Canadian Forest Service Publications
Coarse-scale hazard rating of western hemlock looper in British Columbia. 2001. Borecky, N.; Otvos, I.S. Pages 6-15 in A.M. Liebhold, M.L. McManus, I.S. Otvos, and S.L.C. Fosbroke, editors. Proceedings - Integrated management and dynamics of forest defoliating insects, August 15-19, 1999, Victoria BC, Canada. USDA Forest Service, Northeastern Research Station, Newtown Square, PA, General Technical Report NE-277.
Available from: Pacific Forestry Centre
Catalog ID: 18308
Series: USDA General Technical Report
CFS Availability: Not available through the CFS (click for more information).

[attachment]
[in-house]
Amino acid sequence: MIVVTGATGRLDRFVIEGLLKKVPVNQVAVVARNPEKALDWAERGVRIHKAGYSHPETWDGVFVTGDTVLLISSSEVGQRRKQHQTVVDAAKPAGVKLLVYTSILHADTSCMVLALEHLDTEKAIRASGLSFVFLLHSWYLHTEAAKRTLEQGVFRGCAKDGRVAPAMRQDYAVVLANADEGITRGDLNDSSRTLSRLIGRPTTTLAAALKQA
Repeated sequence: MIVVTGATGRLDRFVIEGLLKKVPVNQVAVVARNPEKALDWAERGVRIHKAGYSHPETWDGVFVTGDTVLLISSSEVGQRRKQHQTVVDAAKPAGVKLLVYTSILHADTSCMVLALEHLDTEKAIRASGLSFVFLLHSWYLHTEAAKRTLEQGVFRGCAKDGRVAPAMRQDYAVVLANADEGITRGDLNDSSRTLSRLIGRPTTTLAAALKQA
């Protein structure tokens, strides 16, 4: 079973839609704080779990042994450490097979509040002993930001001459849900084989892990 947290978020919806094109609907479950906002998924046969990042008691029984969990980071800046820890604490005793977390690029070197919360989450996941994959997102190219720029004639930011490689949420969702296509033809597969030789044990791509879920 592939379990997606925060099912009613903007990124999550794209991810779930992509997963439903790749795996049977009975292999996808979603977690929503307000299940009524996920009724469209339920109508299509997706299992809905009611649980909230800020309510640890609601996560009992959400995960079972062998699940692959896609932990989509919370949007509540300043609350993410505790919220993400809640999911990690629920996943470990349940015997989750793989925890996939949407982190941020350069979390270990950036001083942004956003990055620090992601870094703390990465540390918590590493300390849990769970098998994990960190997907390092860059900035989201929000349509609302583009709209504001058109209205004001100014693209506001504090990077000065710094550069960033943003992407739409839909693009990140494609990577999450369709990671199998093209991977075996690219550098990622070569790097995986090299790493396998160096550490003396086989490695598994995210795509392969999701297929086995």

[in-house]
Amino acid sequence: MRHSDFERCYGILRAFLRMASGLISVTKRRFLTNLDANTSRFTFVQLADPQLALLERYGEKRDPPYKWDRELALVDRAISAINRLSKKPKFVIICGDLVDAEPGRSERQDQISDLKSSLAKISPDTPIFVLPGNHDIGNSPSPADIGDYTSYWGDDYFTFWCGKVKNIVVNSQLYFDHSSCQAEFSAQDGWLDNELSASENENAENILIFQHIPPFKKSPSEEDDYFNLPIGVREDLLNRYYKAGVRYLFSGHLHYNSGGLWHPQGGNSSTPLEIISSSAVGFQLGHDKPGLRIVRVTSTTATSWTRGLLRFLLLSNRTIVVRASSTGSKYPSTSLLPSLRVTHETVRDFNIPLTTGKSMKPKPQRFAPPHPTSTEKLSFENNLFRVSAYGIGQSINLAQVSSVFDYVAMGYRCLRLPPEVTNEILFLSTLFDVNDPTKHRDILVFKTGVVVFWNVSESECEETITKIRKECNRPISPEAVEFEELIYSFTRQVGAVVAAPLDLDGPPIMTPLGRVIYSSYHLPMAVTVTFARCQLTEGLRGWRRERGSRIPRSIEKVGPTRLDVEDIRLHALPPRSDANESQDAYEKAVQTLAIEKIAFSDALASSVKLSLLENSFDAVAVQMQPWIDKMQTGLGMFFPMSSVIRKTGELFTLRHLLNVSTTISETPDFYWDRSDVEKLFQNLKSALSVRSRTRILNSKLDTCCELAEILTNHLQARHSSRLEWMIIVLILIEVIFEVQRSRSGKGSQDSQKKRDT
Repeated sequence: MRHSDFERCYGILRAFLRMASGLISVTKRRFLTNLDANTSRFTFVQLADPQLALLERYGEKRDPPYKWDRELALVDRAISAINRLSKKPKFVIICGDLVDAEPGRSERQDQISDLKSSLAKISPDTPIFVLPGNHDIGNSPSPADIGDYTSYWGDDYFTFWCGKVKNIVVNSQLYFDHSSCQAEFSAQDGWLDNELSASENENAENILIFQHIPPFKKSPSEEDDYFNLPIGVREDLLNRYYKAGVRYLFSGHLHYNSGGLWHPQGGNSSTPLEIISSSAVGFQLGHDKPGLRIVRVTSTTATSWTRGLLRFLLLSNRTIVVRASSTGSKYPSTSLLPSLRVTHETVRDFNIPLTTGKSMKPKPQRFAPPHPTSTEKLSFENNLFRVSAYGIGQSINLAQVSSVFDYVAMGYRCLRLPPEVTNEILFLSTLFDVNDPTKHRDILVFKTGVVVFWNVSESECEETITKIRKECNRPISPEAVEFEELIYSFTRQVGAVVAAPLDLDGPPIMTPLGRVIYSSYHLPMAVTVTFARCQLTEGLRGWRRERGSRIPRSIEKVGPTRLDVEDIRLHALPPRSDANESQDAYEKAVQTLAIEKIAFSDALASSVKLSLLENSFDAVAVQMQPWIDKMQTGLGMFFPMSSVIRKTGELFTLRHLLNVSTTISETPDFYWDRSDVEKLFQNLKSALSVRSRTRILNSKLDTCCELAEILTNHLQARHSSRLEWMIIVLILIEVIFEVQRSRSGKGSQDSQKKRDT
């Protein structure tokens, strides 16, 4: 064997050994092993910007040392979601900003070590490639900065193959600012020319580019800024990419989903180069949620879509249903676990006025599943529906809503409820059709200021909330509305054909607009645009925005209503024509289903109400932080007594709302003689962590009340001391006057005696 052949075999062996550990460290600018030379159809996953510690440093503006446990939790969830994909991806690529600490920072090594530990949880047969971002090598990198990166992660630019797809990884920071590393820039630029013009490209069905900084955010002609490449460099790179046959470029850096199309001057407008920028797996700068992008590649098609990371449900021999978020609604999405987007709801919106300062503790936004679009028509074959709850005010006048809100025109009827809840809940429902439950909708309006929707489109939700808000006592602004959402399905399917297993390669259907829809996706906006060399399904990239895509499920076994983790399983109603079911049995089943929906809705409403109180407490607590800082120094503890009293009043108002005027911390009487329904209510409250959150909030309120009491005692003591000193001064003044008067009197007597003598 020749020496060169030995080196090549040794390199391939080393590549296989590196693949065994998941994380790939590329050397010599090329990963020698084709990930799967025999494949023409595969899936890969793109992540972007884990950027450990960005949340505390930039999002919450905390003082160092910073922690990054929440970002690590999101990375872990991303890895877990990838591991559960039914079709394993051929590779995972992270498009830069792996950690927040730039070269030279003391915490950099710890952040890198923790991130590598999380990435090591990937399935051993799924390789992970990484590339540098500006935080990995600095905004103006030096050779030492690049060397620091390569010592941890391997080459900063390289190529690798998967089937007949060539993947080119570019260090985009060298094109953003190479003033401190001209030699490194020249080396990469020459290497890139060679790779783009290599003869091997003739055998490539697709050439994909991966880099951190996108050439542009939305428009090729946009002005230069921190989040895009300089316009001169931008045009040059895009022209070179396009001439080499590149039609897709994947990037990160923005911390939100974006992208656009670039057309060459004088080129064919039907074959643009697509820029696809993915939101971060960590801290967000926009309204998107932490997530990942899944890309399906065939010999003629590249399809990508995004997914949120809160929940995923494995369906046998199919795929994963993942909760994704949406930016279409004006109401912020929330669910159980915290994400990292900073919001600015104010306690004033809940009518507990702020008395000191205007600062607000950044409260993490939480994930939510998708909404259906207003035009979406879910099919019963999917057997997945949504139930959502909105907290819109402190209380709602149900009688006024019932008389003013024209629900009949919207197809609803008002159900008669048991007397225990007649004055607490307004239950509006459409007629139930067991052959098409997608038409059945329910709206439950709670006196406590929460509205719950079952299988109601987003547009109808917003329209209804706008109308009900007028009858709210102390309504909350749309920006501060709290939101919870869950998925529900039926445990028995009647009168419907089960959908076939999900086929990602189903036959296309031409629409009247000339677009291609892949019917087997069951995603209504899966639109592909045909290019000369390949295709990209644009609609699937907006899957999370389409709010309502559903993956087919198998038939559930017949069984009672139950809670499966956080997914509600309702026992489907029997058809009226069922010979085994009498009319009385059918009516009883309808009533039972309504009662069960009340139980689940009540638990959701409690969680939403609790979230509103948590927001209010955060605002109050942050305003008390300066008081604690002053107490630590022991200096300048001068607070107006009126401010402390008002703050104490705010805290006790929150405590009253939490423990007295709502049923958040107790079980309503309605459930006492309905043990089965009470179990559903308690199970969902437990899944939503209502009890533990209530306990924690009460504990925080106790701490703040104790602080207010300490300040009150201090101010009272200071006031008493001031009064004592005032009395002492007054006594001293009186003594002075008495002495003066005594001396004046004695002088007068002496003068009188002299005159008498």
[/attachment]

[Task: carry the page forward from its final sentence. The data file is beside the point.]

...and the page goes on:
The western hemlock looper (Lambdina fiscellaria lugubrosa (Hulst.)) is a serious defoliating pest in western North America. during the 1990-1995 outbreak, this pest was responsible for approximately 63 000 ha of stand mortality in British Columbia. There have been 14 distinct outbreaks, increasing in duration and severity over the past 87 years. Outbreaks tend to occur in Coastal and Interior Western Hemlock biogeoclimatic zones and generally last 2 to 5 years. A Western Hemlock Looper Hazard Rating System (WHLHRS) is being developed to aid forest managers in dealing with western hemlock looper outbreaks. Province-wide hazard rating has been accomplished at a 2-kilometre grid scale. The hazard-rating values for this grid are based upon the locations of past outbreaks, presence of host forest stands, biogeoclimatic zones, climatic variables, and elevation. This hazard rating mapping will be useful for future pheromone trap placement, in addition to aiding forest managers in identifying susceptible forests. The forecasting of defoliation events and the identification of larger scale risk areas are the goals of the WHLHRS. The WHLHRS, as a whole, is anticipated to aid forest managers in dealing with outbreaks of western hemlock looper in an effective fashion through either direct control measures or modified silviculture practices.
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